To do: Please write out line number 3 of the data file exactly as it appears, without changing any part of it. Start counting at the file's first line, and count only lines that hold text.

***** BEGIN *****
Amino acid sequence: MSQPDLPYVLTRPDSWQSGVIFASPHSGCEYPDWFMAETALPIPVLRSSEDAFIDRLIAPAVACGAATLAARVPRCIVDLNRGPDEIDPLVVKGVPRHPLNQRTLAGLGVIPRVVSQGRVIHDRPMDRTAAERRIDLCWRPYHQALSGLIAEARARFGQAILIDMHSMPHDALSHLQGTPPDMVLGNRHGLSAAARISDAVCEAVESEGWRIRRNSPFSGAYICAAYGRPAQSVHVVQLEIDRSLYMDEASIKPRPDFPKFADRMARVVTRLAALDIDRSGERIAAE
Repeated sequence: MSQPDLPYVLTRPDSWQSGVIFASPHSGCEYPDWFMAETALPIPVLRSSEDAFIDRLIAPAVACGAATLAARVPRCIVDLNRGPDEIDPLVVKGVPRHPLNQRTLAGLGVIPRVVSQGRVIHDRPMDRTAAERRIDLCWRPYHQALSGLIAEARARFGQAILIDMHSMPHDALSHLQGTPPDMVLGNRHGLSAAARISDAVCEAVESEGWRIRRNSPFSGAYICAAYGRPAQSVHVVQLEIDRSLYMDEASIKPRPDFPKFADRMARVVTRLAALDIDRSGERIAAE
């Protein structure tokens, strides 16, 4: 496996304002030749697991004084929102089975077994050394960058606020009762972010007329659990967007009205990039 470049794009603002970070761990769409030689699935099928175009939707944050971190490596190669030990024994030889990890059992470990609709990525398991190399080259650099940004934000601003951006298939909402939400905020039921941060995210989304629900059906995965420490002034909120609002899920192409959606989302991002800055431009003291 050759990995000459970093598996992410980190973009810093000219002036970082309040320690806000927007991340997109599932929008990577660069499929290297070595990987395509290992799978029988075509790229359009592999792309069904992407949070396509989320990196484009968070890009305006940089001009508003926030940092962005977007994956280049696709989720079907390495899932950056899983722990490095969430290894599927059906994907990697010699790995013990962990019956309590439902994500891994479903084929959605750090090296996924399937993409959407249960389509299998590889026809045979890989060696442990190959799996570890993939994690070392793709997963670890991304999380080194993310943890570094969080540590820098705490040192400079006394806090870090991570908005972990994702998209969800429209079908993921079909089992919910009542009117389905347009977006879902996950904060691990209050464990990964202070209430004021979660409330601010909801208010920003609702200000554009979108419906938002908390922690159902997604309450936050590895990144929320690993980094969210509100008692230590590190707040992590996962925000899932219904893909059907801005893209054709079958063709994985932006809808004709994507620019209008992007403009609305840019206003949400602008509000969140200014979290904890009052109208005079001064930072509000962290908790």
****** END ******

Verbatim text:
């Protein structure tokens, strides 16, 4: 496996304002030749697991004084929102089975077994050394960058606020009762972010007329659990967007009205990039 470049794009603002970070761990769409030689699935099928175009939707944050971190490596190669030990024994030889990890059992470990609709990525398991190399080259650099940004934000601003951006298939909402939400905020039921941060995210989304629900059906995965420490002034909120609002899920192409959606989302991002800055431009003291 050759990995000459970093598996992410980190973009810093000219002036970082309040320690806000927007991340997109599932929008990577660069499929290297070595990987395509290992799978029988075509790229359009592999792309069904992407949070396509989320990196484009968070890009305006940089001009508003926030940092962005977007994956280049696709989720079907390495899932950056899983722990490095969430290894599927059906994907990697010699790995013990962990019956309590439902994500891994479903084929959605750090090296996924399937993409959407249960389509299998590889026809045979890989060696442990190959799996570890993939994690070392793709997963670890991304999380080194993310943890570094969080540590820098705490040192400079006394806090870090991570908005972990994702998209969800429209079908993921079909089992919910009542009117389905347009977006879902996950904060691990209050464990990964202070209430004021979660409330601010909801208010920003609702200000554009979108419906938002908390922690159902997604309450936050590895990144929320690993980094969210509100008692230590590190707040992590996962925000899932219904893909059907801005893209054709079958063709994985932006809808004709994507620019209008992007403009609305840019206003949400602008509000969140200014979290904890009052109208005079001064930072509000962290908790």